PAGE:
Sugar, Spice or All Things Nice : Porsche Cayenne E3 Driven [review]

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If the regular Porsche Cayenne is Sugar and the Turbo is Spice, the S has to be all things nice

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CRETE, GREECE - Petrolheads might find this hard to stomach, but in some countries, Porsche is better known for its ‘utility’ models like the Cayenne and Panamera – and now the Macan – than the iconic 911. Now, that’s like saying you head to Arnold’s in City Plaza for the Fish & Chips, as opposed to its delicious, succulent fried chicken

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...and if you can’t quite tell yet, we do love our visits to Arnold’s!

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The Cayenne burst on the scene as the world’s first sports SUV in the Autumn of 2002, which probably sounded like a misnomer at that time… until you actually turned its wheel in anger – after all, this was still a Porsche at heart. Don’t forget, this was well before the crossover explosion that has taken the world by storm today; back then, the Cayenne was a revelation of sorts, because most SUVs – nee 4x4s – (with the exception of the agricultural royal, the Range Rover) were clunky, wallowy beasts of burden that looked and handled like moving barns. In fact, many of these looked better hidden in barns than valet-parked in front of posh hotels, mud-splatters, grass stains and all.

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How the world scoffed when the Cayenne was first introduced – as is typically the case for big paradigm shifts – but clearly no one’s laughing now. From over 270,000 units of the first generation sold from 2002, to over 500k of the second from 2010, could the Cayenne still be the secret spice of Porsche’s range in this third iteration?

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In retrospect, it was a masterstroke, because the Cayenne (and the other non-911s that Porsche introduced) gave diehard Porsche-philes who had to have ‘everything Porsche’ different flavours of the brand to enjoy to suit their everyday jollies, albeit mostly as additions – not replacements – to their garages, we should erm, add.

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For those to whom such non-911s like the Cayenne and Panamera were the entry-points, it was a great chance for Porsche to suck them into the joys of P-car ownership, especially since the brand also prides itself on organising frequent drive events that allow proper enjoyment of its cars’ prowess, as opposed to just cruising from one traffic light to the next.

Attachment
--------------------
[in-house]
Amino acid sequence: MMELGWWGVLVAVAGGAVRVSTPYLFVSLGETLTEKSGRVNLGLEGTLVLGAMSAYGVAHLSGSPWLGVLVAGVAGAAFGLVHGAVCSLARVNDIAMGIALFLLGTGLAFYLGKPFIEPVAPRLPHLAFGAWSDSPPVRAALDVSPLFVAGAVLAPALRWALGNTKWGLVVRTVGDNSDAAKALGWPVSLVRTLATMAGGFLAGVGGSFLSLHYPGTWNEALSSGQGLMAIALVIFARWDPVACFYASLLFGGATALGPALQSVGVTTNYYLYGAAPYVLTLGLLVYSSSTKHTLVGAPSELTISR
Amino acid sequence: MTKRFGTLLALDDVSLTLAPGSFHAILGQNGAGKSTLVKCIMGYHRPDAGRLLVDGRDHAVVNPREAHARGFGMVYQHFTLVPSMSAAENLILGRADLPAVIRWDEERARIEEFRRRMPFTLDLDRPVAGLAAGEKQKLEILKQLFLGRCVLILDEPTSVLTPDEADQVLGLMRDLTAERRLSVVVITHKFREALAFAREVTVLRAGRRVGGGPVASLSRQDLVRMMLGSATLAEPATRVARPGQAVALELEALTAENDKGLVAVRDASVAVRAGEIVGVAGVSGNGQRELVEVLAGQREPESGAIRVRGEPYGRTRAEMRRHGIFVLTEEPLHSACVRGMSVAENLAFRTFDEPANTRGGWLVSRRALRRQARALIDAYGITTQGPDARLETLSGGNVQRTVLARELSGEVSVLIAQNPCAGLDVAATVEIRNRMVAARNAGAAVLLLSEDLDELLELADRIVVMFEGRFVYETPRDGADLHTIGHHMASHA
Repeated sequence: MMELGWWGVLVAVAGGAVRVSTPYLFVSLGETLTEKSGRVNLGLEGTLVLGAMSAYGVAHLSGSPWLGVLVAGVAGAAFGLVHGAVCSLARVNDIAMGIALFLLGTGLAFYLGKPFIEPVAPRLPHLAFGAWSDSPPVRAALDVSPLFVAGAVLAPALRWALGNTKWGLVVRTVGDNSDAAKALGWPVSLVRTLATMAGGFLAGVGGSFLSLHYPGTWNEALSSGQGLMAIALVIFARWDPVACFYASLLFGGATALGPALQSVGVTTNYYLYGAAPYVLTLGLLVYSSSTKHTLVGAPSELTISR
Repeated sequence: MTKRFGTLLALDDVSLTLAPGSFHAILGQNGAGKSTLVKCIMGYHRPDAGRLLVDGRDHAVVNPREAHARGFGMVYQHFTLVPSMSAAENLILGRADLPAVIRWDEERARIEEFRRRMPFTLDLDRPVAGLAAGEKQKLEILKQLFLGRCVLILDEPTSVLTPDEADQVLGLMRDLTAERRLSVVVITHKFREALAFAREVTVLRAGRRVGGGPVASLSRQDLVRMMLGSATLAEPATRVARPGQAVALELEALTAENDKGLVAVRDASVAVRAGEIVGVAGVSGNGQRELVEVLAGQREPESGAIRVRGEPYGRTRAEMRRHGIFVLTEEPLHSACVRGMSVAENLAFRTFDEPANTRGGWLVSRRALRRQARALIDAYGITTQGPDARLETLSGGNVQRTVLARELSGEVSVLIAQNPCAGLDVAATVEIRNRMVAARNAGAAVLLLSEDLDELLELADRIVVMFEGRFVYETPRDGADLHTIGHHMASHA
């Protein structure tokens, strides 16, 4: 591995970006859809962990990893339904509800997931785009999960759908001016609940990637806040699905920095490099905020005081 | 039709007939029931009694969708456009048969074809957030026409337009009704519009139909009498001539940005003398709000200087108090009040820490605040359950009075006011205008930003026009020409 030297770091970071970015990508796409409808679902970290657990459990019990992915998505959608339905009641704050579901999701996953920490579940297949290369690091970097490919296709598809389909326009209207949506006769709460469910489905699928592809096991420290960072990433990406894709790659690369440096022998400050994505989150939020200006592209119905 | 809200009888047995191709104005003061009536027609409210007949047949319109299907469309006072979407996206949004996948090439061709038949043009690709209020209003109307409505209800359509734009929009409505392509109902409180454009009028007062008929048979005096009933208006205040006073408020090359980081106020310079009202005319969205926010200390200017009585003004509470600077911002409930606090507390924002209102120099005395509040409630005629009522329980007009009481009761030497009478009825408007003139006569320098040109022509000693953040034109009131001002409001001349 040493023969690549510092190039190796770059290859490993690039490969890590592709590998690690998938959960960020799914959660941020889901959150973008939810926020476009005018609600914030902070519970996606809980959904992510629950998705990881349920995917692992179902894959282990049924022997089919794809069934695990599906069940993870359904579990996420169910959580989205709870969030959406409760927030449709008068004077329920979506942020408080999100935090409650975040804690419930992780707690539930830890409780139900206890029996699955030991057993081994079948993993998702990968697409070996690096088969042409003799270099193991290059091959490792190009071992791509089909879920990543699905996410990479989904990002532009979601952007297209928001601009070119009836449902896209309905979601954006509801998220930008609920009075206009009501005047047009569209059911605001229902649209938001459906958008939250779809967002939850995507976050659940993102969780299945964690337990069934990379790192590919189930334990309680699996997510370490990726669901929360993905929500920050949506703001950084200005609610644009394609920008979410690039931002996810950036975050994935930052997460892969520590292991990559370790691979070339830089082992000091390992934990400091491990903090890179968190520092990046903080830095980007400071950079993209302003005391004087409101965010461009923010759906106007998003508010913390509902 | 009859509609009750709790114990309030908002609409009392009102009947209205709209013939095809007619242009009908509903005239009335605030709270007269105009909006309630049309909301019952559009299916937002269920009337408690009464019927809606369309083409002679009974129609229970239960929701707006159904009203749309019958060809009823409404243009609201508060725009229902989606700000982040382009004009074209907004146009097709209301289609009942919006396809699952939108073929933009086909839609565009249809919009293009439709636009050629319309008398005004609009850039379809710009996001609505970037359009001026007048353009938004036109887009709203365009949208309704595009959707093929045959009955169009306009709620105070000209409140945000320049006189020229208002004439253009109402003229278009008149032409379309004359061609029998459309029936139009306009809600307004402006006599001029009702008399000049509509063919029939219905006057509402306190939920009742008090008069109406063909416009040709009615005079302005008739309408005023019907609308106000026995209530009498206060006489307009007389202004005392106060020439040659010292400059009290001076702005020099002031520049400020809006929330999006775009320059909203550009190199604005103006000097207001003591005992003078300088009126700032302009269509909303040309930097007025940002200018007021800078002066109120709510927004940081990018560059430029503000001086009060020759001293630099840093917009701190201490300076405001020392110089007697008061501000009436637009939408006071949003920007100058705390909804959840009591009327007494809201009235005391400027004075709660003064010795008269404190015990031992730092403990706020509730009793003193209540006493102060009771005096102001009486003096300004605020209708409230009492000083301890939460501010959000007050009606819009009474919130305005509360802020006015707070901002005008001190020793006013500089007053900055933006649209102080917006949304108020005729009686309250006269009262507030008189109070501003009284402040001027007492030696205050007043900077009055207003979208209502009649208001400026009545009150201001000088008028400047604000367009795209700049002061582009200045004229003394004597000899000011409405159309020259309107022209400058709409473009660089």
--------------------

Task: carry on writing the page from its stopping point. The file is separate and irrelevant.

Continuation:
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However, the world hasn’t been standing idly by as far as sports SUVs go, because in addition to the Range Rover Sport derivatives, BMW and Mercedes-Benz have been bolstering their performance crossovers with the M/MPA and 63/43 AMG models, with even Lamborghini muscling in on the scene with the Urus, a first from the supercar segment.

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Don’t believe us? Take a look around the roads of our city-state, you’ll spot crossover, activity type vehicles everywhere (this includes both serious off-roaders and the ‘look-likes’), even though we don’t have any substantial muddy fields to speak of – it’s all about what such vehicles say about your active lifestyle, even if you don’t have one. The sales figures certainly corroborate this impression, because we’re told that out of every three cars sold, one is a crossover of some sort.

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Despite the new model retaining the same 2895mm wheelbase as the second gen – we reckon this helps it keep its dynamic prowess – it is longer, wider and lower than before, with familiar cues both inside and out that we’d already seen on the G2 Panamera and its ‘shooting brake’ variant, the Sport Turismo.

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However, while the Sport Turismo is a cool fast-wagon lifestyle alternative to the Panamera, the Cayenne is a credible ‘go-anywhere-anytime’ posh-roader that will tackle the rough and tumble as readily as the straight and smooth.

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From the rear, the Cayenne features the same horizontal light-strip as the Sport Turismo, as well as the integrated roof spoiler, while the cabin has been poshed-up with the same high-gloss touch-sensitive console as the Panamera/Sport Turismo range.

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This creates a minimalist, uncluttered ambience compared to the last generation, especially with the car’s functions now accessed via a 12.3-inch touchscreen, including a whole host of connected services that will let you plug-and-play.

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It’s not just a case of putting lipstick on a pig, because the classy look works well even in a car with as rugged a demeanour as the Cayenne, and helps it play the part of posh-roader even more convincingly. Thankfully, the Cayenne features a manual air-vent adjustments instead of the fussy virtual system on the Panamera/Sport Turismo.

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For the purposes of the launch drive, we rotate through three petrol Cayenne variants – Plain Vanilla, S and the Turbo, or as we call’em: Sugar, All Things Nice and Spice. Oddly enough, there isn’t a turbodiesel, and as for the range-topping model, we reckon it will probably follow the same Turbo S E-Hybrid format as the Panamera and Sport Turismo.